Strengthen Your Game
Kathy Gazda
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Strengthen Your Game

Tournament Director Joe D'Angeli: Gain Distance by Going the Extra Mile... at the Gym!

Have you been struggling with distance off the tee? Missing too many greens? Not hitting pure, crisp irons? Have you been hitting countless balls on the driving range and are wondering why you can’t get where you want to be with your golf game? Well, you may be spending too much time on mechanics rather than focusing on improving your strength and mobility.

Looking back at the last 40 years, we can see a steady increase in the average driving distance among PGA Tour professionals. In 1980, the average driving distance was 256 yards. In 2000, that average distance stretched to 273 yards. Fast forward to today. Now the average driving distance on Tour is 296 yards. That’s an increase of roughly 40 yards in 40 years!
You might be tempted to argue the reason for this increase is the improvement golf equipment technology. Clearly, it’s more advanced than it was in 1980, and while that’s true, there is another clear reason why golfers are hitting the ball farther today. Simply put, PGA Tour professionals are more athletic, flexible, and stronger than they were 40 years ago. This isn’t because they are just born that way.

Professional golfers are continuously striving to improve their strength and mobility to advance their games. Let’s take a look at two popular exercises that, when done correctly and consistently, will dramatically improve your golf game.


How to Perform:
Grab a barbell, and place a comfortable weight on it. This exercise can also be performed with two dumbbells, (one in each hand). Place your shoulders (specifically your trapezius muscles) underneath the bar and extend your legs to remove from the rack. Start the exercise by bending your knees to lower your body while keeping yourself balanced. The goal for this exercise is to safely go as deep or as low to the ground as possible to increase your range-of-motion (ROM) specifically in your hips. When your hips have a higher ROM, it’s much easier to rotate and to get to certain positions powerfully within the golf swing.
Why it’s Important:
We’ve all heard that power comes from the ground up, so it’s vital we have sufficient leg strength and mobility. The traditional back squat is an essential exercise for the golf swing since it not only develops strength in the glutes, quads, and hamstrings, but also increases mobility in the hips which is vital for a powerful, leg-driven golf swing.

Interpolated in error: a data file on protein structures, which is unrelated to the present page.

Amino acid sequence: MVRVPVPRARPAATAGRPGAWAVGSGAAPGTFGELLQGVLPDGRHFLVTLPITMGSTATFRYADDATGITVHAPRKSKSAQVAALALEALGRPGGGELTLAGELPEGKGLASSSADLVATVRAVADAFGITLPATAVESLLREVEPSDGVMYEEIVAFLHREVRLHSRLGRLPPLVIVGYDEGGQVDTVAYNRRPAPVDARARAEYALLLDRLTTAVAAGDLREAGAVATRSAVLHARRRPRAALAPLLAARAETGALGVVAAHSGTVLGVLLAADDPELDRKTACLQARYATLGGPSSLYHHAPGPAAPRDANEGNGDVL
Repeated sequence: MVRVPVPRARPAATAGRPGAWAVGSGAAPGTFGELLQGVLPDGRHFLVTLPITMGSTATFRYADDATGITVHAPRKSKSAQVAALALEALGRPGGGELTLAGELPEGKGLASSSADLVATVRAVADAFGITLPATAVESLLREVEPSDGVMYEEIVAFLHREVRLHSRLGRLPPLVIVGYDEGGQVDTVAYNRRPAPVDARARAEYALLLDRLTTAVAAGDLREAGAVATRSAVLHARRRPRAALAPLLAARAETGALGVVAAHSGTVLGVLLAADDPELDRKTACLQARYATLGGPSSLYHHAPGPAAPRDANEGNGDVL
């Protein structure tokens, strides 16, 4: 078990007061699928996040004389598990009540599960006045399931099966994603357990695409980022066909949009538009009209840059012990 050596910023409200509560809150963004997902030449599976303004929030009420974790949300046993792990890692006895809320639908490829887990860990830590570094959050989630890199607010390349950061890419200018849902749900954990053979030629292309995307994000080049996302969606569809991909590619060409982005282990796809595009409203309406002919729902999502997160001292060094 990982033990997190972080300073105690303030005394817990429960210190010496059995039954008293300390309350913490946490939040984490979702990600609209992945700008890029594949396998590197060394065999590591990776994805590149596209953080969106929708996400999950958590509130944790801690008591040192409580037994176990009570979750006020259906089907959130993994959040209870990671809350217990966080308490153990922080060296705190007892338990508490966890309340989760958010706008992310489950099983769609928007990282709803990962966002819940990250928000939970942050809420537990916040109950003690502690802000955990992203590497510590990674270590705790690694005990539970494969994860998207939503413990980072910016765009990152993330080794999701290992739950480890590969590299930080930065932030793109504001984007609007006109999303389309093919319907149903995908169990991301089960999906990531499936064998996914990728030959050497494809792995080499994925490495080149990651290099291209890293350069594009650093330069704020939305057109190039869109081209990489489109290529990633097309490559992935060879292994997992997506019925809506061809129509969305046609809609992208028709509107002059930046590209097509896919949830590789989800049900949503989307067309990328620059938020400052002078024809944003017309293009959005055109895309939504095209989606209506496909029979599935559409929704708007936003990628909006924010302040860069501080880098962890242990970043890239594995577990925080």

How to Perform:
While standing, grab a lightweight dumbbell or resistance band with your trail hand (right hand for right-handed golfers). Start with it at waist height (your arm should be at a 90-degree angle at this point). While keeping your elbow tucked into your side, move the weight or resistance band away from your body (as shown in the figure). You should feel your muscles activated on the rear side of your shoulder. While doing this exercise, try to gradually increase your ROM while staying balanced.
Why it’s Important:
Having good trail shoulder external rotation is key to shallowing out the golf club in the downswing. When a golfer performs proper external rotation with his or her trail shoulder, the club naturally falls behind them getting the club into a powerful delivery position to smash the golf ball. You can try this for yourself. Make a practice swing holding your position at the top. Now, ONLY externally rotate your trail shoulder and viola, you just properly shallowed the golf club. The more you increase your ROM in your trail shoulder, the easier it will be to perform this move in the golf swing.

Now get out there, break a sweat and have a round you won’t forget!

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